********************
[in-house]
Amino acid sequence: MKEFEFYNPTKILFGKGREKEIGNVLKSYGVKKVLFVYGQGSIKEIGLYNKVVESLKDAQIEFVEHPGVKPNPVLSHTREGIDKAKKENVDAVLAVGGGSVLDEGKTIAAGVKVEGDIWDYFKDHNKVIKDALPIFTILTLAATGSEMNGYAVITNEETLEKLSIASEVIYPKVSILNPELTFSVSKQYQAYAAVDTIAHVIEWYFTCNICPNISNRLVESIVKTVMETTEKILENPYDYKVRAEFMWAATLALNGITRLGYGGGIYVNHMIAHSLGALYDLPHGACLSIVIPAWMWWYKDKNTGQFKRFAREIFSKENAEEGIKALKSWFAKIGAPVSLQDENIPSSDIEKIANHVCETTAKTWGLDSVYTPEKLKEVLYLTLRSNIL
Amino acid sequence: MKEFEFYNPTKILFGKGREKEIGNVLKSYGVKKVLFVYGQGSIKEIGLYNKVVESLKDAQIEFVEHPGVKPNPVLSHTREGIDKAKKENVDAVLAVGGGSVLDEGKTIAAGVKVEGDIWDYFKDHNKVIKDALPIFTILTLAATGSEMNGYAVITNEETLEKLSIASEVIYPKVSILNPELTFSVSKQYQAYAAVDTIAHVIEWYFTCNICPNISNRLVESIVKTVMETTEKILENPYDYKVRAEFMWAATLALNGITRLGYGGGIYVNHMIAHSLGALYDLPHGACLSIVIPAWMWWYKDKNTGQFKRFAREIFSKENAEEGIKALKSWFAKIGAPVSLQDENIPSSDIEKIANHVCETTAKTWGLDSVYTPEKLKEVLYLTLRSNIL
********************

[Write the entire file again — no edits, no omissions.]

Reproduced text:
[in-house]
Amino acid sequence: MKEFEFYNPTKILFGKGREKEIGNVLKSYGVKKVLFVYGQGSIKEIGLYNKVVESLKDAQIEFVEHPGVKPNPVLSHTREGIDKAKKENVDAVLAVGGGSVLDEGKTIAAGVKVEGDIWDYFKDHNKVIKDALPIFTILTLAATGSEMNGYAVITNEETLEKLSIASEVIYPKVSILNPELTFSVSKQYQAYAAVDTIAHVIEWYFTCNICPNISNRLVESIVKTVMETTEKILENPYDYKVRAEFMWAATLALNGITRLGYGGGIYVNHMIAHSLGALYDLPHGACLSIVIPAWMWWYKDKNTGQFKRFAREIFSKENAEEGIKALKSWFAKIGAPVSLQDENIPSSDIEKIANHVCETTAKTWGLDSVYTPEKLKEVLYLTLRSNIL
Amino acid sequence: MKEFEFYNPTKILFGKGREKEIGNVLKSYGVKKVLFVYGQGSIKEIGLYNKVVESLKDAQIEFVEHPGVKPNPVLSHTREGIDKAKKENVDAVLAVGGGSVLDEGKTIAAGVKVEGDIWDYFKDHNKVIKDALPIFTILTLAATGSEMNGYAVITNEETLEKLSIASEVIYPKVSILNPELTFSVSKQYQAYAAVDTIAHVIEWYFTCNICPNISNRLVESIVKTVMETTEKILENPYDYKVRAEFMWAATLALNGITRLGYGGGIYVNHMIAHSLGALYDLPHGACLSIVIPAWMWWYKDKNTGQFKRFAREIFSKENAEEGIKALKSWFAKIGAPVSLQDENIPSSDIEKIANHVCETTAKTWGLDSVYTPEKLKEVLYLTLRSNIL